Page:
ERIC Number: ED336677
Record Type: RIE
Publication Date: 1991-May-7
Reference Count: N/A
Comparing a Cognitive Model and Phototherapy in the Treatment of Seasonal Affective Disorder.
Seasonal affective disorder (SAD) is characterized by recurrent major depression or bipolar disorder that occurs annually, usually later in fall as the daylight hours decrease, and that alternates with euthymic or hypomanic moods in the spring and summer. Pioneering research by Dr. Norman Rosenthal and associates has found phototherapy to be effective in ameliorating the depressive symptoms of this disorder. No research to date has studied the effects of using a cognitive approach to alleviate the symptoms of SAD. This study compared the efficacy of phototherapy and cognitive therapies (cognitive restructuring, reframing, and problem solving) in the treatment of the disorder. Subjects (N=4) were recruited from advertisements in university newspapers and from referrals from university counseling centers. Phototherapy was administered to three subjects and the three-part cognitive model was presented to one subject for a 6-week course of the therapies. The results of this study failed to support the theory that phototherapy is efficacious in the treatment of the depression associated with seasonal affective disorder. Although phototherapy results were inconclusive and cannot be generalized on the basis of a small subject sample, it would seem appropriate to include in treatment planning some cognitive work for SAD sufferers. These findings to dot discredit that premise; however, they do indicate that a cognitive model may be an appropriate adjunctive or alternative therapy. (ABL)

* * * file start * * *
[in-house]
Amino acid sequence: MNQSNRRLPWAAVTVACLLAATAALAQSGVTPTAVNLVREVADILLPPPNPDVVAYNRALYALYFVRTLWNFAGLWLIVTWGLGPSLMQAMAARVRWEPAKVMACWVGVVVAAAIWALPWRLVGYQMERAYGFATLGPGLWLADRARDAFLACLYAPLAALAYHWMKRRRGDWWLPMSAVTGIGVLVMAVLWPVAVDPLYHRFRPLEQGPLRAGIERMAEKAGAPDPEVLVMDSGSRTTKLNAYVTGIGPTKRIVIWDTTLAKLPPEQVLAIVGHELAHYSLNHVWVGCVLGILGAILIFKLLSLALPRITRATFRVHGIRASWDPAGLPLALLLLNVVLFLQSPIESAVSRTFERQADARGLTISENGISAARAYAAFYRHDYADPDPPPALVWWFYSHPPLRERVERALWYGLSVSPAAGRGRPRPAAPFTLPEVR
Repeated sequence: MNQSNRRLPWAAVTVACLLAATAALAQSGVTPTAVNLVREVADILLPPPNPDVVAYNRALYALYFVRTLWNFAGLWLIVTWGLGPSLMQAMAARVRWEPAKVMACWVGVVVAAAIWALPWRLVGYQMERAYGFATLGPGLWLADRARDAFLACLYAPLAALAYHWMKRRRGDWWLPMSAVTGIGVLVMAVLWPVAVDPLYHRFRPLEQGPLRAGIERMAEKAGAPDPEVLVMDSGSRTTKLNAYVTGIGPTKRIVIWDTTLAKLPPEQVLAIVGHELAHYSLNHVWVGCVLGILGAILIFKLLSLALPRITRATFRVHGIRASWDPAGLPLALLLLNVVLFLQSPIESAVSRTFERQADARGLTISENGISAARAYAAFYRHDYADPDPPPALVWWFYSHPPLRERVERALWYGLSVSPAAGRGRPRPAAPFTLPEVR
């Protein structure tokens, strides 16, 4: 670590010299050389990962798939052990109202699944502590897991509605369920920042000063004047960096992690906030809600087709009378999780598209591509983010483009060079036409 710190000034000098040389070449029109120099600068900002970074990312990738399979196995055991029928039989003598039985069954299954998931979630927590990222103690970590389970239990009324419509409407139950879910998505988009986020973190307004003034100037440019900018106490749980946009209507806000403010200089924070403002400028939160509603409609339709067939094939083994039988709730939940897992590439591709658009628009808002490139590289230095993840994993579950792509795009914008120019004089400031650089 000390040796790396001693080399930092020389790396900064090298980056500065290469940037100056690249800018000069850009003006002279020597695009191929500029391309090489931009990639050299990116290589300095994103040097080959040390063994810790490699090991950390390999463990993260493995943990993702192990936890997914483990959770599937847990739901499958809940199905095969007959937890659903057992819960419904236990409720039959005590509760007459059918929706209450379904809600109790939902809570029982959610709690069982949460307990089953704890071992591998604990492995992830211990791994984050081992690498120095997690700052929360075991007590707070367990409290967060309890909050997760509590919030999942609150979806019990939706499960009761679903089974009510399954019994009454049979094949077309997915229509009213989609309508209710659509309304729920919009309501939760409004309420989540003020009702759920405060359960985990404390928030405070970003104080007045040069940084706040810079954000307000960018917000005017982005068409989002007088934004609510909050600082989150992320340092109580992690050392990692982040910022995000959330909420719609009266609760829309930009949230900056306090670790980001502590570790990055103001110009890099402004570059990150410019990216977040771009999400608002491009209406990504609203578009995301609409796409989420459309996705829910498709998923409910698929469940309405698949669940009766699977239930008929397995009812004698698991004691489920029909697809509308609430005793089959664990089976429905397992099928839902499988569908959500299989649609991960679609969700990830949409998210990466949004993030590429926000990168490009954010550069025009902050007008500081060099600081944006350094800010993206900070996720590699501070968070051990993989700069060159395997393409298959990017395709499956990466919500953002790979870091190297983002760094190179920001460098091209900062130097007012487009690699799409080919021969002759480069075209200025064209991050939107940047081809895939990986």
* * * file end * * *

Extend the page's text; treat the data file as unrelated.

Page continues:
Publication Type: Dissertations/Theses - Masters Theses
Education Level: N/A
Authoring Institution: N/A
Identifiers: Phototherapy; Seasonal Affective Disorder
Note: M.S. Thesis, Moorhead State University.